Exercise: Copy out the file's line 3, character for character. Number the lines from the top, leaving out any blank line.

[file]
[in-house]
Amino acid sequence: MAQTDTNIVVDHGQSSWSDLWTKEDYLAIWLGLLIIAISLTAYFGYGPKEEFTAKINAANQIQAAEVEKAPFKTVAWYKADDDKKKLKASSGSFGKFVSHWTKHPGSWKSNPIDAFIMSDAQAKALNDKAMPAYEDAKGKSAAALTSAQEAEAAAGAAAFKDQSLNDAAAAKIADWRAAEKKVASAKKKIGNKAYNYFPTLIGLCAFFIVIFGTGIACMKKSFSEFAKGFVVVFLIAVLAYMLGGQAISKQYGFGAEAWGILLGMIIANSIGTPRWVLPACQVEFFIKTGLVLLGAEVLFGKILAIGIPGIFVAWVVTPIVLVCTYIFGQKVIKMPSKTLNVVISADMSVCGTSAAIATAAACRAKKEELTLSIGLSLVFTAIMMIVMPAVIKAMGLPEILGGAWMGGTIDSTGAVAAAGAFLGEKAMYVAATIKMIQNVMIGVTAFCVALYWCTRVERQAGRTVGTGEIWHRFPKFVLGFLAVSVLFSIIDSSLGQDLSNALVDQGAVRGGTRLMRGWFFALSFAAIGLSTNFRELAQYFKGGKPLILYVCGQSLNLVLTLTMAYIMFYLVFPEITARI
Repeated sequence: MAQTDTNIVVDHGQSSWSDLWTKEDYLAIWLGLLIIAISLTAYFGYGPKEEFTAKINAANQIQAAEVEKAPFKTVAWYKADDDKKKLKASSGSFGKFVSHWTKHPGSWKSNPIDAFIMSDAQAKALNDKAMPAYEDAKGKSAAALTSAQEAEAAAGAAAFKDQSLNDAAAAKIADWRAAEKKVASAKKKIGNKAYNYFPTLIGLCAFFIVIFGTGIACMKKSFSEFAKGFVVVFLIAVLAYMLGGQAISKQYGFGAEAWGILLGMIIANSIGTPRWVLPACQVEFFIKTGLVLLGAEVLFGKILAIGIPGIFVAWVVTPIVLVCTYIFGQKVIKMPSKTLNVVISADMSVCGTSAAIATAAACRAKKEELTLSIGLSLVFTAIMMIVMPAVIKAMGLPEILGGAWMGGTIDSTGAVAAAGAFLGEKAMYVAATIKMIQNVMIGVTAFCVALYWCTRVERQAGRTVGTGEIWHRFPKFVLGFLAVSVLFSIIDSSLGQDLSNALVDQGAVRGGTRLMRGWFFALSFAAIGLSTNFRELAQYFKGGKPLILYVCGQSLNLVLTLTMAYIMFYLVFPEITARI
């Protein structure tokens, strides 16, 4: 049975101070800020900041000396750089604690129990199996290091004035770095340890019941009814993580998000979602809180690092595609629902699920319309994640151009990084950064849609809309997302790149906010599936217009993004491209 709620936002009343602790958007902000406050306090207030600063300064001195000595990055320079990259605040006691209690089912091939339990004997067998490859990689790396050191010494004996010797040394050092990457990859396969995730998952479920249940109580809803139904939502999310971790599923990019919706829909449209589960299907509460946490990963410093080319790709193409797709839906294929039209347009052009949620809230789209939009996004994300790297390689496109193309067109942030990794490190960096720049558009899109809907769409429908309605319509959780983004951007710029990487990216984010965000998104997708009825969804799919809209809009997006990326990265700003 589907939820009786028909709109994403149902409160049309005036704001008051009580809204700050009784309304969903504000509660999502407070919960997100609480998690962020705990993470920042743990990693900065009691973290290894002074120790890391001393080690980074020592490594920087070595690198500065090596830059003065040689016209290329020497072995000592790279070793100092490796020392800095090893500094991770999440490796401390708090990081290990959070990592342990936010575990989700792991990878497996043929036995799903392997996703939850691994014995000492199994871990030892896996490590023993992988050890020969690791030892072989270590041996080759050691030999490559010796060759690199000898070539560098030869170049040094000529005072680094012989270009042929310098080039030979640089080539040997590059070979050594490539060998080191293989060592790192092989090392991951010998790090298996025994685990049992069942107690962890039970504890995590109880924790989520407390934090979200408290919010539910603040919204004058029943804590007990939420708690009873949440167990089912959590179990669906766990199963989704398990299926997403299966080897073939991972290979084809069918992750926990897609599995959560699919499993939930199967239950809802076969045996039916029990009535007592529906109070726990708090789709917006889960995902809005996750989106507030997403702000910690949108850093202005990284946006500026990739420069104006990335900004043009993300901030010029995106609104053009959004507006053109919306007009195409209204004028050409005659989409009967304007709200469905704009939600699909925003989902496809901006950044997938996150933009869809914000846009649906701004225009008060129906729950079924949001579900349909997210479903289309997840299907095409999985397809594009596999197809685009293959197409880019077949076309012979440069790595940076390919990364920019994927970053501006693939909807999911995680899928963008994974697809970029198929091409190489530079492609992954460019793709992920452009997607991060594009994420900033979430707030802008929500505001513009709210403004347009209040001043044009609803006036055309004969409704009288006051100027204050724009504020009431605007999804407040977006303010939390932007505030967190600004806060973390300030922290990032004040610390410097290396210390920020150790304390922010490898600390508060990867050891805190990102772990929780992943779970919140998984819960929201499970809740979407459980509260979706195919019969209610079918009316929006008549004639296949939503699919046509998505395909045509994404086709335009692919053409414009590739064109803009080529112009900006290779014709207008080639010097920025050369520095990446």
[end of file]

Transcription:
Repeated sequence: MAQTDTNIVVDHGQSSWSDLWTKEDYLAIWLGLLIIAISLTAYFGYGPKEEFTAKINAANQIQAAEVEKAPFKTVAWYKADDDKKKLKASSGSFGKFVSHWTKHPGSWKSNPIDAFIMSDAQAKALNDKAMPAYEDAKGKSAAALTSAQEAEAAAGAAAFKDQSLNDAAAAKIADWRAAEKKVASAKKKIGNKAYNYFPTLIGLCAFFIVIFGTGIACMKKSFSEFAKGFVVVFLIAVLAYMLGGQAISKQYGFGAEAWGILLGMIIANSIGTPRWVLPACQVEFFIKTGLVLLGAEVLFGKILAIGIPGIFVAWVVTPIVLVCTYIFGQKVIKMPSKTLNVVISADMSVCGTSAAIATAAACRAKKEELTLSIGLSLVFTAIMMIVMPAVIKAMGLPEILGGAWMGGTIDSTGAVAAAGAFLGEKAMYVAATIKMIQNVMIGVTAFCVALYWCTRVERQAGRTVGTGEIWHRFPKFVLGFLAVSVLFSIIDSSLGQDLSNALVDQGAVRGGTRLMRGWFFALSFAAIGLSTNFRELAQYFKGGKPLILYVCGQSLNLVLTLTMAYIMFYLVFPEITARI